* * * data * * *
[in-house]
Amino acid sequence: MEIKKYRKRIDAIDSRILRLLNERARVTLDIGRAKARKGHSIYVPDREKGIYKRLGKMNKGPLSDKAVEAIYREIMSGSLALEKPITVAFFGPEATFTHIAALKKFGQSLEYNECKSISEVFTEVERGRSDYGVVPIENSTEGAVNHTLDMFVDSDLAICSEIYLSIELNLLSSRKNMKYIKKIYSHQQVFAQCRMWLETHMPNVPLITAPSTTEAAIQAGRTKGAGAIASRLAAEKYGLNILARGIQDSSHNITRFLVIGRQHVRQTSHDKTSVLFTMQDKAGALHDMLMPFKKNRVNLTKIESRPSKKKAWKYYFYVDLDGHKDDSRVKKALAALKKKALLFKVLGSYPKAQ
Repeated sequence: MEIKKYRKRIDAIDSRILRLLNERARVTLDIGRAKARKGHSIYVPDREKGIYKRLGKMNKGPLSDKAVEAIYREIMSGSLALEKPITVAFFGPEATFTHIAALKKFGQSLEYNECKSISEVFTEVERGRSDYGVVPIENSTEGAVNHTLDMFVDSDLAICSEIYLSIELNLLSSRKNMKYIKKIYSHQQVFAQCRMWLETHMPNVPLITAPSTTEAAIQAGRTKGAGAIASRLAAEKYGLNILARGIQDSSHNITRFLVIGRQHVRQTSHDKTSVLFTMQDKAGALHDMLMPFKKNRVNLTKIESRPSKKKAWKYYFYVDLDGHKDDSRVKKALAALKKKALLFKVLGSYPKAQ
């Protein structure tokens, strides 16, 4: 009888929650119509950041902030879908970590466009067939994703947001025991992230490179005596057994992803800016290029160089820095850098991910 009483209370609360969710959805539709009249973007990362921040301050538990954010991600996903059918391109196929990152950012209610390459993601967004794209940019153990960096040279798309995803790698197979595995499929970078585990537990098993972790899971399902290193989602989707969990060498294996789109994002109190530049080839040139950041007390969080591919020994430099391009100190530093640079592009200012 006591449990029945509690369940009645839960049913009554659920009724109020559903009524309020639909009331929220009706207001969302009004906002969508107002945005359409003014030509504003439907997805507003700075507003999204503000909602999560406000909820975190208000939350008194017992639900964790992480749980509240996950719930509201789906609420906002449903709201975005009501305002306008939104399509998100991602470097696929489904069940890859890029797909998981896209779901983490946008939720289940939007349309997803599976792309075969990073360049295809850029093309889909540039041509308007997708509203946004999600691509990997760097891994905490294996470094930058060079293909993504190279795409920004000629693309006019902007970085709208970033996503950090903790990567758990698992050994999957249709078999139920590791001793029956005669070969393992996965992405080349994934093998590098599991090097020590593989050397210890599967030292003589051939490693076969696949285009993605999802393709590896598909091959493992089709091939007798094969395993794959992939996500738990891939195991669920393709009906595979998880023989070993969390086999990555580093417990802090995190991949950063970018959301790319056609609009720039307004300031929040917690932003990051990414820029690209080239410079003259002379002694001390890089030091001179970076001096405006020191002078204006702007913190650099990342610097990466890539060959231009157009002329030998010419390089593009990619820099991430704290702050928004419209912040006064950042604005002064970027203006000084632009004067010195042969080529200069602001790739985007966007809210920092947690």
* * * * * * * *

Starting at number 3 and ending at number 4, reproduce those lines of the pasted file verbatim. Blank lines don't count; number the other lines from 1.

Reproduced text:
Repeated sequence: MEIKKYRKRIDAIDSRILRLLNERARVTLDIGRAKARKGHSIYVPDREKGIYKRLGKMNKGPLSDKAVEAIYREIMSGSLALEKPITVAFFGPEATFTHIAALKKFGQSLEYNECKSISEVFTEVERGRSDYGVVPIENSTEGAVNHTLDMFVDSDLAICSEIYLSIELNLLSSRKNMKYIKKIYSHQQVFAQCRMWLETHMPNVPLITAPSTTEAAIQAGRTKGAGAIASRLAAEKYGLNILARGIQDSSHNITRFLVIGRQHVRQTSHDKTSVLFTMQDKAGALHDMLMPFKKNRVNLTKIESRPSKKKAWKYYFYVDLDGHKDDSRVKKALAALKKKALLFKVLGSYPKAQ
């Protein structure tokens, strides 16, 4: 009888929650119509950041902030879908970590466009067939994703947001025991992230490179005596057994992803800016290029160089820095850098991910 009483209370609360969710959805539709009249973007990362921040301050538990954010991600996903059918391109196929990152950012209610390459993601967004794209940019153990960096040279798309995803790698197979595995499929970078585990537990098993972790899971399902290193989602989707969990060498294996789109994002109190530049080839040139950041007390969080591919020994430099391009100190530093640079592009200012 006591449990029945509690369940009645839960049913009554659920009724109020559903009524309020639909009331929220009706207001969302009004906002969508107002945005359409003014030509504003439907997805507003700075507003999204503000909602999560406000909820975190208000939350008194017992639900964790992480749980509240996950719930509201789906609420906002449903709201975005009501305002306008939104399509998100991602470097696929489904069940890859890029797909998981896209779901983490946008939720289940939007349309997803599976792309075969990073360049295809850029093309889909540039041509308007997708509203946004999600691509990997760097891994905490294996470094930058060079293909993504190279795409920004000629693309006019902007970085709208970033996503950090903790990567758990698992050994999957249709078999139920590791001793029956005669070969393992996965992405080349994934093998590098599991090097020590593989050397210890599967030292003589051939490693076969696949285009993605999802393709590896598909091959493992089709091939007798094969395993794959992939996500738990891939195991669920393709009906595979998880023989070993969390086999990555580093417990802090995190991949950063970018959301790319056609609009720039307004300031929040917690932003990051990414820029690209080239410079003259002379002694001390890089030091001179970076001096405006020191002078204006702007913190650099990342610097990466890539060959231009157009002329030998010419390089593009990619820099991430704290702050928004419209912040006064950042604005002064970027203006000084632009004067010195042969080529200069602001790739985007966007809210920092947690």